© 2024 Kansas City Public Radio
NPR in Kansas City
Play Live Radio
Next Up:
0:00 0:00
Available On Air Stations

Long Rife With Setbacks, San Bernardino Is Not Without Faith


The massacre in San Bernardino, Calif., was a cruel blow to a place that has had more than its share of adversity. In the last three decades, the historic city 60 miles east of Los Angeles has been battered by economic calamity, wildfires, high crime, bankruptcy and now a mass shooting. As NPR's John Burnett reports, this resilient city is looking for better days ahead.

JOHN BURNETT, BYLINE: A Spanish missionary named this valley encircled by rugged mountain peaks for Saint Bernadine of Siena two centuries ago. It forms the eastern gateway to Los Angeles. They called it the Inland Empire. San Bernardino was a thriving railroad and military town with orange groves, the world's first McDonald's and a famous highway.


UNIDENTIFIED SINGER: (Singing) Flagstaff, Arizona, don't forget Winona, Kingman, Barstow, San Bernardino.

BURNETT: Now, the nation's worst terrorist attack since 9/11 has happened in San Bernardino, and the city is reeling. Michel Nolan has been a columnist for the San Bernardino Sun for 20 years. She sits in a booth in Molly's Cafe, a downtown hangout.

MICHEL NOLAN: From now on, all these people who had never heard of the - of San Bernardino before, you just can't believe it when it's where you live or where you work. But, you know, every time something horrible happens, we come back, so that's why I have faith.

BURNETT: San Bernardino has had more than its share of hard luck. This majority Latino city of 200,000 is the poorest of its size in California and the second poorest city in the country after Detroit. And it's no stranger to violence. LA gang members fleeing a police crackdown moved east and settled here. In 2012, San Bernardino became the biggest city in the nation to file for bankruptcy. It hopes to emerge sometime next year. City Council member Virginia Marquez says it's been tough retaining and recruiting good employees.

VIRGINIA MARQUEZ: Most people don't want to work in a bankrupt city because they don't know if they're going to get paid. There's no stability right now.

BURNETT: Marquez sits on a bench outside City Hall resolutely smiling.

MARQUEZ: We are going to be OK, and it's just a test of faith, and I wouldn't live anywhere else.

BURNETT: The city is still $186 million in the hole. To lower expenses, garbage pickup is being outsourced, the fire department will be taken over by the county and the police department has been slashed by nearly a hundred officers. This apparently did not affect its heroic response to the active shooter call. Economic setbacks have been piling up for decades in San Bernardino. The Santa Fe Railroad closed its Western headquarters here. Norton Air Force Base and the Kaiser Steel Plant pulled out. The Great Recession hit like a bomb. Meanwhile, the city continued to overspend. Former Mayor Pat Morris says the terrorist attack on a local holiday party is just the latest misfortune.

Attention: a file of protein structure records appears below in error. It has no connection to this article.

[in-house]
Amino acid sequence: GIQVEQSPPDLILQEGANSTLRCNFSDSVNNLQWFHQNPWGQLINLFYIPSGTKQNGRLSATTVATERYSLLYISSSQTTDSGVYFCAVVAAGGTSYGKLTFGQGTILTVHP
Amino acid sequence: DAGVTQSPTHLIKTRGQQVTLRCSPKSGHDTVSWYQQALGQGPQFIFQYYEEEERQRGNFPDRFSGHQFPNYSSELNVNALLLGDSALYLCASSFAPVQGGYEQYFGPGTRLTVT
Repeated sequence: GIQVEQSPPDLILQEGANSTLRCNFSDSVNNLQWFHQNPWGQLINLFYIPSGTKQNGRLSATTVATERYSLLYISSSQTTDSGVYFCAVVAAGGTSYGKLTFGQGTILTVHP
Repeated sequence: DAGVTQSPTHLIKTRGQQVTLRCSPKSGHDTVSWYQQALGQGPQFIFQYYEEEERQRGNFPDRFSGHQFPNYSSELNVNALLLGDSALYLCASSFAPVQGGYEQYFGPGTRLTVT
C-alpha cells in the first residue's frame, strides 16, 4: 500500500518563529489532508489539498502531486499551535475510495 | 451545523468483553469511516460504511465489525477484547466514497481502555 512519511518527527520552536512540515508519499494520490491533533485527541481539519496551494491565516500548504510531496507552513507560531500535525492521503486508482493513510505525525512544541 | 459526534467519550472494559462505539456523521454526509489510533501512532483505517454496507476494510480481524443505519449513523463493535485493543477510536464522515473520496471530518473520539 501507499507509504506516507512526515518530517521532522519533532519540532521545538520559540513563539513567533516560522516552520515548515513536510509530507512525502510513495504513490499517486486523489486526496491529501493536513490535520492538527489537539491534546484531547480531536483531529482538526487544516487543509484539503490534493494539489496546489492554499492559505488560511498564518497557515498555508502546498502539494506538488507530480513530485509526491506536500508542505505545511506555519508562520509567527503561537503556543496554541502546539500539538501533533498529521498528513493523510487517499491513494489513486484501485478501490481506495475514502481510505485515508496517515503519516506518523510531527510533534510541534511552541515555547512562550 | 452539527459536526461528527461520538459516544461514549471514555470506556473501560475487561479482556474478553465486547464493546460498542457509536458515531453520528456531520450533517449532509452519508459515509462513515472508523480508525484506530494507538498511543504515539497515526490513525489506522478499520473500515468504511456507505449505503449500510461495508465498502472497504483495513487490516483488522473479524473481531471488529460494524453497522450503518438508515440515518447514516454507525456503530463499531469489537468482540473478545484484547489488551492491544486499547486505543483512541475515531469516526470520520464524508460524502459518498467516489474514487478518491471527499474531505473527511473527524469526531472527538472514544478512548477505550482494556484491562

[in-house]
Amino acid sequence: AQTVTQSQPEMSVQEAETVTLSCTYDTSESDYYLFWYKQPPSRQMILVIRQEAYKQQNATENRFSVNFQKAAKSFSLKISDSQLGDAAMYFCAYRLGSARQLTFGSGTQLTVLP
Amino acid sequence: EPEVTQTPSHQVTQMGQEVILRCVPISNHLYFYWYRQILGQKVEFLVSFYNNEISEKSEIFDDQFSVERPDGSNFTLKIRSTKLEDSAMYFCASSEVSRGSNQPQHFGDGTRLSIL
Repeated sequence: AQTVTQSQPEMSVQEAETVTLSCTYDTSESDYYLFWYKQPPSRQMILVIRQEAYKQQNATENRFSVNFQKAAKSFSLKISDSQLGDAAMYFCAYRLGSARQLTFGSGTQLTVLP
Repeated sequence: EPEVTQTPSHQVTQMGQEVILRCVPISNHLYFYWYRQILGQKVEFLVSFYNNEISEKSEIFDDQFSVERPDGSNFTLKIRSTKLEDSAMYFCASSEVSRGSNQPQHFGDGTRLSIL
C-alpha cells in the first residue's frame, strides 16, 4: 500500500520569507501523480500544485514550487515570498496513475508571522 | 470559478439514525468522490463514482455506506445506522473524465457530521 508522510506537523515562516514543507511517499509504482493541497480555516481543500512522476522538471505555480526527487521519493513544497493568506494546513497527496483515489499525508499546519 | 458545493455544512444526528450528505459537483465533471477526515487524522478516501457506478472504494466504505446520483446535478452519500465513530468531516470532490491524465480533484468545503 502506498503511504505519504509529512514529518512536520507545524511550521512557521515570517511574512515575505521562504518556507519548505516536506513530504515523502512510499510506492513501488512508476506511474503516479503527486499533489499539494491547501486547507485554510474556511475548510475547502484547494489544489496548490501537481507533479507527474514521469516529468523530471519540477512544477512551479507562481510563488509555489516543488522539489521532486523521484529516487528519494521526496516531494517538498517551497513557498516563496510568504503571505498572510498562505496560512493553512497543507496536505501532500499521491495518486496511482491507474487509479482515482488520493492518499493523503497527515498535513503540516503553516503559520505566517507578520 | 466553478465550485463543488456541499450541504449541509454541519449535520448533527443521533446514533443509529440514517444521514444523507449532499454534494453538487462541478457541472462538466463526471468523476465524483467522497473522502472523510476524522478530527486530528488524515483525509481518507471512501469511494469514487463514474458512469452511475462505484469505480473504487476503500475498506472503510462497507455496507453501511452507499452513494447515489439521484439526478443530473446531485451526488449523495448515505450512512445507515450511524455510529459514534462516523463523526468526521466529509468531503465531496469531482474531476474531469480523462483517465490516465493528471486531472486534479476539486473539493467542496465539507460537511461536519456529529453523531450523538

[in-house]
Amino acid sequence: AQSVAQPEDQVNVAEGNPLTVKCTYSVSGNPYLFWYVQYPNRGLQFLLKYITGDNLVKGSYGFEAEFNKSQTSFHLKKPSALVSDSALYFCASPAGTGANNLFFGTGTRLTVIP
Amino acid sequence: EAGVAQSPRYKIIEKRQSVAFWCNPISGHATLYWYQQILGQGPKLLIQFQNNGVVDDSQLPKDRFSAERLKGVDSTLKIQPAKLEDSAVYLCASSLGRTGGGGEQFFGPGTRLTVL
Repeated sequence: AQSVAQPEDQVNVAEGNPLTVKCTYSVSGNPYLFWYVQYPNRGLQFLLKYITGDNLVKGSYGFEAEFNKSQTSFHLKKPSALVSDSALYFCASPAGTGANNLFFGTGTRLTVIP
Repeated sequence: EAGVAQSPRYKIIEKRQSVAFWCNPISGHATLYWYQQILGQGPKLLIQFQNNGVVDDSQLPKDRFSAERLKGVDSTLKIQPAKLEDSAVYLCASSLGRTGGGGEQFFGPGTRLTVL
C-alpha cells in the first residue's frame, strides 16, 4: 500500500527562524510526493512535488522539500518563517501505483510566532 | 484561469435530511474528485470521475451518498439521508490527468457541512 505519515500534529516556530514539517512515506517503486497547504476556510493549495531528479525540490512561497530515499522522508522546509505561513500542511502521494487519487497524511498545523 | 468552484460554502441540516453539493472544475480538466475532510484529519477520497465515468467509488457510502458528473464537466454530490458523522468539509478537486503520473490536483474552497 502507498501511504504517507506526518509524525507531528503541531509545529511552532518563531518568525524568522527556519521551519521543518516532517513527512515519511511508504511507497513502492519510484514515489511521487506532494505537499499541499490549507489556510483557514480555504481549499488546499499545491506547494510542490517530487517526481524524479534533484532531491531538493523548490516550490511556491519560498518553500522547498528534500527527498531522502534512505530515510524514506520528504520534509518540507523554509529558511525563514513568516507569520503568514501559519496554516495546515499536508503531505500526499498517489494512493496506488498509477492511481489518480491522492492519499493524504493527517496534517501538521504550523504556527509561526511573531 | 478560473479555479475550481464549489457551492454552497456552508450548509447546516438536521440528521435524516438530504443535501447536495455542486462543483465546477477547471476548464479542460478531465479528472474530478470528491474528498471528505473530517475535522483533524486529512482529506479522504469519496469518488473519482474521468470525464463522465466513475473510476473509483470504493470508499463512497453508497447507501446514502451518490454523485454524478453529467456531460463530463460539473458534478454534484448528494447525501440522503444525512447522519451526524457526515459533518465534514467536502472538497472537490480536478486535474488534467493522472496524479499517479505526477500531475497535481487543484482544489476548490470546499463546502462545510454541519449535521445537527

PAT MORRIS: And to add this, a human tragedy, to that economic tragedy compounds our challenges.

BURNETT: Morris thinks scrappy San Bernardino is on the verge of a comeback. He mentions the new transit center and courthouse, the mammoth Amazon distribution center and the new museum in the old train station.

MORRIS: We are here at the historic Santa Fe Depot, which is a beautiful Moorish style edifice built in 1919. It is restored at the cost of about $15 million and now a very important transportation center.

BURNETT: How will San Bernardino get past its association with the slaughter of innocence that has become an international story? Terrance Stone is director of Young Visionaries Leadership Academy, a local nonprofit that works with at-risk youth. Stone is a former Crips gang member. By his own account, he was a very dangerous thug, in and out of jail when he turned his life around. Stone hears echoes of his own story in San Bernardino's agony.

TERRANCE STONE: You know what? This event was so horrific that good has to come out of it, you know? It's - because if we just focus on the bad, then we'll be stuck in the bad. If San Bernardino can't find the good to come out of this, then shame on us.

BURNETT: John Burnett, NPR News, San Bernardino, Calif. Transcript provided by NPR, Copyright NPR.

As NPR's Southwest correspondent based in Austin, Texas, John Burnett covers immigration, border affairs, Texas news and other national assignments. In 2018 and again in 2019, he won a national Edward R. Murrow Award from the Radio-Television News Directors Association for continuing coverage of the immigration beat. In December 2018, Burnett was invited to participate in a workshop on Refugees, Immigration and Border Security in Western Europe, sponsored by the RIAS Berlin Commission.
KCUR serves the Kansas City region with breaking news and award-winning podcasts.
Your donation helps keep nonprofit journalism free and available for everyone.